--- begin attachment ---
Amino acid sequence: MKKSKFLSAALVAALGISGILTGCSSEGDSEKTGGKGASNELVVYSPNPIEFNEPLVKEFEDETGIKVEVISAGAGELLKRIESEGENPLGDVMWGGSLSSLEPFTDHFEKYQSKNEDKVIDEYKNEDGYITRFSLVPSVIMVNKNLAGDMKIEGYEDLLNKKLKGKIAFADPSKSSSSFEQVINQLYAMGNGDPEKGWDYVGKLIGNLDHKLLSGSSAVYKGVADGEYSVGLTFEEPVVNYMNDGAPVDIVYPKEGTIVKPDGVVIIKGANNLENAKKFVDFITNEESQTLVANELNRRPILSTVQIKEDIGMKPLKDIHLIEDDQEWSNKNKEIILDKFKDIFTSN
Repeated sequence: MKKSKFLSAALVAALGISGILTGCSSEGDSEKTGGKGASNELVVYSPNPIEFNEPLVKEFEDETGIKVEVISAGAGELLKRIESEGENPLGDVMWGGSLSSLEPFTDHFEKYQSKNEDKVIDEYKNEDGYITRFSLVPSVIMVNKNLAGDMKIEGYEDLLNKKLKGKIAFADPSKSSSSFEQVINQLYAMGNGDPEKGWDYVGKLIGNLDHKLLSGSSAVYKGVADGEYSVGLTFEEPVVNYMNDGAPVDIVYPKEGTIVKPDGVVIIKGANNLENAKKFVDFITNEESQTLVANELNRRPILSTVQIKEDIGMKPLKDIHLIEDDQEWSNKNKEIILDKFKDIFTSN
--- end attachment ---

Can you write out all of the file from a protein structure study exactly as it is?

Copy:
Amino acid sequence: MKKSKFLSAALVAALGISGILTGCSSEGDSEKTGGKGASNELVVYSPNPIEFNEPLVKEFEDETGIKVEVISAGAGELLKRIESEGENPLGDVMWGGSLSSLEPFTDHFEKYQSKNEDKVIDEYKNEDGYITRFSLVPSVIMVNKNLAGDMKIEGYEDLLNKKLKGKIAFADPSKSSSSFEQVINQLYAMGNGDPEKGWDYVGKLIGNLDHKLLSGSSAVYKGVADGEYSVGLTFEEPVVNYMNDGAPVDIVYPKEGTIVKPDGVVIIKGANNLENAKKFVDFITNEESQTLVANELNRRPILSTVQIKEDIGMKPLKDIHLIEDDQEWSNKNKEIILDKFKDIFTSN
Repeated sequence: MKKSKFLSAALVAALGISGILTGCSSEGDSEKTGGKGASNELVVYSPNPIEFNEPLVKEFEDETGIKVEVISAGAGELLKRIESEGENPLGDVMWGGSLSSLEPFTDHFEKYQSKNEDKVIDEYKNEDGYITRFSLVPSVIMVNKNLAGDMKIEGYEDLLNKKLKGKIAFADPSKSSSSFEQVINQLYAMGNGDPEKGWDYVGKLIGNLDHKLLSGSSAVYKGVADGEYSVGLTFEEPVVNYMNDGAPVDIVYPKEGTIVKPDGVVIIKGANNLENAKKFVDFITNEESQTLVANELNRRPILSTVQIKEDIGMKPLKDIHLIEDDQEWSNKNKEIILDKFKDIFTSN